Truth and Reconciliation. By Desmond Tutu | September 1, 2004 | 0 comments. Forgiveness is not just personally rewarding. It’s also a political necessity, says …
greatergood.berkeley.edu/article/item/truth_and_reconciliation

Excerpt: Those who forget the past, as many have pointed out, are doomed to repeat it. Just in terms of human psychology, we in South Africa knew that to have blanket amnesty where no disclosure was made would not deal with our past. It is not dealing with the past to say glibly, “Let bygones be bygones,” for then they will never be bygones. How can you forgive if you do not know what or whom to forgive? In our commission hearings, we required full disclosure for us to grant amnesty. Only then, we thought, would the process of requesting and receiving forgiveness be healing and transformative for all involved.

The commission’s record shows that its standards for disclosure and amnesty were high indeed: of the more than 7,000 applications submitted to the Truth and Reconciliation Commission, it granted amnesty to only 849 of them.

Unearthing the truth was necessary not only for the victims to heal, but for the perpetrators as well. Guilt, even unacknowledged guilt, has a negative effect on the guilty. One day it will come out in some form or another. We must be radical. We must go to the root, remove that which is festering, cleanse and cauterize, and then a new beginning is possible.” … (more)

Most important words for me: “”The commission’s record shows that its standards for disclosure and amnesty were high indeed: of the more than 7,000 applications submitted to the Truth and Reconciliation Commission, it granted amnesty to only 849 of them. … We must go to the root, remove that which is festering, cleanse and cauterize, and then a new beginning is possible.”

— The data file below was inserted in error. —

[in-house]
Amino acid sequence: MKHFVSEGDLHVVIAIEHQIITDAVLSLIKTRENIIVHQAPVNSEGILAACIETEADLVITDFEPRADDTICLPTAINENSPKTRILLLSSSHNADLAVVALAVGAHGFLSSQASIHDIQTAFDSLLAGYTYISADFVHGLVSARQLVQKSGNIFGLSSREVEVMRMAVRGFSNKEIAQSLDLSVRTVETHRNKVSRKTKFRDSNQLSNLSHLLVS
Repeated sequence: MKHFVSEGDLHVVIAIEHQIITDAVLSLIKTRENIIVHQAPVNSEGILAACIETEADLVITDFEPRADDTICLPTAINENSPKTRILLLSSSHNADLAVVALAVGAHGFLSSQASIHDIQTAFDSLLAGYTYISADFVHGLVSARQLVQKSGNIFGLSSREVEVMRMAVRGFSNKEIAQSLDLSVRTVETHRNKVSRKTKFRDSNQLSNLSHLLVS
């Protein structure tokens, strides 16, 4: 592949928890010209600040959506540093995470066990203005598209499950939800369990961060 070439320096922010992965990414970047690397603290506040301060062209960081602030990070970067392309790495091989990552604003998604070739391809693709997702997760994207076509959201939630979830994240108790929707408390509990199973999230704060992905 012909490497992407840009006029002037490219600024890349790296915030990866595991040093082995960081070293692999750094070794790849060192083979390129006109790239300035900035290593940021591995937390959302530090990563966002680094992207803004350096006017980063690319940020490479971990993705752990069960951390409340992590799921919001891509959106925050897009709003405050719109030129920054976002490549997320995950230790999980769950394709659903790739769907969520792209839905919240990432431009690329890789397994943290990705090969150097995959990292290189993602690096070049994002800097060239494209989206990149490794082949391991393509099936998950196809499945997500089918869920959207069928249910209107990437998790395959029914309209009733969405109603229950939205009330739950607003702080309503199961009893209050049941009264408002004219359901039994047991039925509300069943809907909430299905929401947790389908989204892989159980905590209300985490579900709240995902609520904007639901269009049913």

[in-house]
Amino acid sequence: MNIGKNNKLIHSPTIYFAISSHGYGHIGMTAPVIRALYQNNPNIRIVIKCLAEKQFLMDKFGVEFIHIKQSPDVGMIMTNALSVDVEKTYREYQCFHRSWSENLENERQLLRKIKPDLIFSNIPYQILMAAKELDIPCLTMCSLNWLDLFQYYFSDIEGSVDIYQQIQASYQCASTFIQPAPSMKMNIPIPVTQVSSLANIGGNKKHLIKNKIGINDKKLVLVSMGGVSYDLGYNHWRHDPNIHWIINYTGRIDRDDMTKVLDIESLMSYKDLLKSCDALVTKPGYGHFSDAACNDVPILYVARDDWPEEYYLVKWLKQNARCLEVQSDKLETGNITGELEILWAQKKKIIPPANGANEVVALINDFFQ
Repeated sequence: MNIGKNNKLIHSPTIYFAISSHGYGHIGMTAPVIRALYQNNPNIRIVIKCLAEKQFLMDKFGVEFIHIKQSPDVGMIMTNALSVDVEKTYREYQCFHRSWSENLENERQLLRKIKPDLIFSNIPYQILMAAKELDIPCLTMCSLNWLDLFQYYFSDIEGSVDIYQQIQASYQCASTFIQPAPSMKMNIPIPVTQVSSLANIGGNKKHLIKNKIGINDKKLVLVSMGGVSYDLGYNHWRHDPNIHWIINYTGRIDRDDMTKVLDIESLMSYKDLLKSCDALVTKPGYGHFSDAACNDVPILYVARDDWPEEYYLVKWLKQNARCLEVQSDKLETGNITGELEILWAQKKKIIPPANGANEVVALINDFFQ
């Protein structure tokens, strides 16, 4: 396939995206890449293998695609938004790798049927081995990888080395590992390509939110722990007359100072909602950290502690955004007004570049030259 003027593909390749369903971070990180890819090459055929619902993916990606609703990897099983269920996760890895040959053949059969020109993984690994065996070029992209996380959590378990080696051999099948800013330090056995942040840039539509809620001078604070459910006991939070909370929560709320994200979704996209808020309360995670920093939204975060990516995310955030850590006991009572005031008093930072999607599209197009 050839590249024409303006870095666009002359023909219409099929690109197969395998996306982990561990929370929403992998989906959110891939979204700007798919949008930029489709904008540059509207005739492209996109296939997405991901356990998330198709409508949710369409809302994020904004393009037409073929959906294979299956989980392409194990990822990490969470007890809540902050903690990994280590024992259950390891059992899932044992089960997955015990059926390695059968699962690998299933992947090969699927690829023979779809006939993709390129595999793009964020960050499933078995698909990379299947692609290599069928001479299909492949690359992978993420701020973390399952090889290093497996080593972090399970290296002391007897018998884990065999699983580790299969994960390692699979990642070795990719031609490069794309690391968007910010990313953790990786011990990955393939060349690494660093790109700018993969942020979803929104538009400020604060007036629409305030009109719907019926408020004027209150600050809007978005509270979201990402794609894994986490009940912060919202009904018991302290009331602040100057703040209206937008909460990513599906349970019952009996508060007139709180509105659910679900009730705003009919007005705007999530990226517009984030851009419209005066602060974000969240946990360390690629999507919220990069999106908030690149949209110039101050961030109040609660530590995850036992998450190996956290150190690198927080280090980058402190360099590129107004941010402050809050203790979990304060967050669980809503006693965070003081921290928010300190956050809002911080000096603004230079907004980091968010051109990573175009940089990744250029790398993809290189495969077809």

A little more than 10% of the applications for amnesty were granted! A little more than 10% of the requests for “resolution” were granted. A little more than 10% of the people who said they wanted “reconciliation” were sincere. This is so shocking to me! But it shows how difficult this area is and how rarely it is ever achieved. Such a valuable goal, and still so rarely achieved.

How to do this? I have reread Bishop Tutu’s words many times. I am still searching and working to understand.

3. Desmond Tutu (South Africa) – Forgiveness Project
http://theforgivenessproject.com/stories/desmond-tutu-south-africa/
The Forgiveness Project
Mar 29, 2010 – “Archbishop Desmond Tutu was the chairman of South Africa’s Truth and Reconciliation Commission (TRC). The TRC was created by Nelson Mandela’s Government of National Unity in 1995 to help South Africans come to terms with their extremely troubled past. It was established to investigate the violations that took place between 1960 and 1994, to provide support and reparation to victims and their families, and to compile a full and objective record of the effects of apartheid on South African society.” … (more)